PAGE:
Over the past week in Bonn, thousands of people have been working on the draft version of a global climate deal, which could be agreed in Copenhagen in December. A big part of what's being discussed is how to stop deforestation globally - as you're probably aware, deforestation accounts for just under one fifth of human-caused carbon emissions into the atmosphere, and it's those carbon emissions which the REDD (Reduced Emissions from Deforestation and Degradation) talks are trying to stop.
Not surprisingly, they're being heavily lobbied by all sorts of different interests - from countries rich in tropical rainforests, to countries which don't have much forest but want to be able to benefit from money earmarked for preventing deforestation, to environmental organisations, to the logging industry.
Deforestation accounts for just under 20% of human-caused carbon emissions into the atmosphere
It might seem perverse that the logging industry would be working to prevent deforestation, but there are ways they could benefit from whatever is agreed. As I pointed out a few weeks ago, there are a variety of different ways of structuring policies which seek to halt deforestation. The system that the loggers are generally lobbying for would allow ‘sustainable' logging of rainforests to continue, and would seek to balance this logging by creating new tree plantations. The thinking that backs this up is that in carbon credit terms a plantation has the same monetary value as a rainforest. This despite numerous scientific studies showing that plantations don't hold a fraction of the carbon of tropical rainforest, and that logging rainforests is devastating for wildlife and local people.
According to a report from Global Witness, an NGO who work on resource exploitation issues, even the most benign form of commercial logging - the most ‘sustainable' - kills 5-10 non-target trees for every 1 tree that it cuts down. That releases 10-80 tonnes of carbon per hectare, from even the ‘lowest impact' form of logging. Where logging is intense, according to Global Witness, one cycle of logging can remove up to 40% of the carbon stored in a forest, with most of that lost carbon ending up in the atmosphere.
If you have trouble comprehending how the logging industry is going to be part of the careful management of carbon stocks, you're not alone. It seems unlikely, based on past evidence - logging is well known for not being the most carefully regulated or sustainable industry.
But policymakers are predictably keen of anything that makes it look like they're being environmentally responsible and which doesn't inconvenience big business - and so suddenly there's a lot of talk around about ‘sustainable forest management' (SFM) - a coded name for schemes which bring the logging industry into the tent.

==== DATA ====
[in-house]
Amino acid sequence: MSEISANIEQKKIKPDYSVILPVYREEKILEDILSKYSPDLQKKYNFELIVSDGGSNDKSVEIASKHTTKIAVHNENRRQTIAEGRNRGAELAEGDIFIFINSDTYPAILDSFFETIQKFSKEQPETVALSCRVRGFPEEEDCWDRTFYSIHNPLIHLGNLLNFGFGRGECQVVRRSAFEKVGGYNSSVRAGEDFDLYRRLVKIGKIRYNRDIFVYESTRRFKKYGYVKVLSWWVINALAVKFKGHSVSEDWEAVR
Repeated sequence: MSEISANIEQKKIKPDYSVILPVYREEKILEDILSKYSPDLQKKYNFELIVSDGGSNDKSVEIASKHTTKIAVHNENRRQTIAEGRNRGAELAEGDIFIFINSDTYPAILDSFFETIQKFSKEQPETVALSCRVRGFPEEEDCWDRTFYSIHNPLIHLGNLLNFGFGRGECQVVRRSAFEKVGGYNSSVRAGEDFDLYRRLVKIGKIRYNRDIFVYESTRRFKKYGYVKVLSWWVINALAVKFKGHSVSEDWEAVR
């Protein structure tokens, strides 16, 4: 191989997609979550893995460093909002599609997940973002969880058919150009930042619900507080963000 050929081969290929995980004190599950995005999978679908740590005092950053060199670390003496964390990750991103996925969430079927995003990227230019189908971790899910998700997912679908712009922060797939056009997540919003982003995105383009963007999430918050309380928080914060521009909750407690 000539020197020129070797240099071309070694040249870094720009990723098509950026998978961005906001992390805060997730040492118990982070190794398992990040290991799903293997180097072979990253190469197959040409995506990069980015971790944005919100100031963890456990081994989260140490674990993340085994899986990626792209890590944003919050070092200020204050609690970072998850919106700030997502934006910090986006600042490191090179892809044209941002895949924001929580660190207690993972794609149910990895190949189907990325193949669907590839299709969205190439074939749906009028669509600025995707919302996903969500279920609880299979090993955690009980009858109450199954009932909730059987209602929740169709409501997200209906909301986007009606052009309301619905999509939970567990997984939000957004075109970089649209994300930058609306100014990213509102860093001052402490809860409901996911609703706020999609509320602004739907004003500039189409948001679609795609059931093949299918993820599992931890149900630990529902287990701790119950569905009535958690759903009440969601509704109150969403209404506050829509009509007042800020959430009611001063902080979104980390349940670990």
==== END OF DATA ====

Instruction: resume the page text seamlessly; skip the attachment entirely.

It's probably a good thing that people are thinking about how to make the loggers part of the solution. But it's difficult to see how, under current arrangements, they should be benefiting from money put towards preserving carbon in forests. Gordon Brown, who has previously gone on record as an advocate for dragging forestry into the world of carbon trading via REDD, used the phrase in a significant speech where he set out Britain's agenda for Copenhagen:
... we are working with both donor and rainforest country partners to see whether a mechanism such as forest-backed bonds could be established to bring significant early finance into sustainable forest management.
Ed Miliband, in announcing the government's climate strategy a few weeks later, had this to say:
A key part of this is to find a way of incentivising people who live in the forests to manage them sustainably... There are good examples of sustainable forest management, but there are also difficult questions around the governance of these issues.
Again that phrase, but not much clarity, and so SFM is ringing a few alarm bells.
Maybe the Prime Minister's use of the phrase ‘Sustainable Forest Management' was a casual reference. But there's not much clarity around the issue, and when you look at the wider context, there's a lot at stake: Logging companies are scrambling to try and secure a wad of cash out of any global climate agreement, and even the most ‘sustainable' logging can be disastrous from a purely climate-related viewpoint - quite apart from the impact of poorly-regulated logging on biodiversity and local people.
So ‘sustainable forest management' is a phrase that's being seeded through major government policy speeches, without being unpicked or detailed. It could mean just about anything, from giving carte blanche to the logging industry to continue trashing tropical rainforests, to a well-nailed down international system that will preserve carbon, biodiversity and the rights of those who live in the forests of the world. At this stage we have no idea. But we will watch this one closely.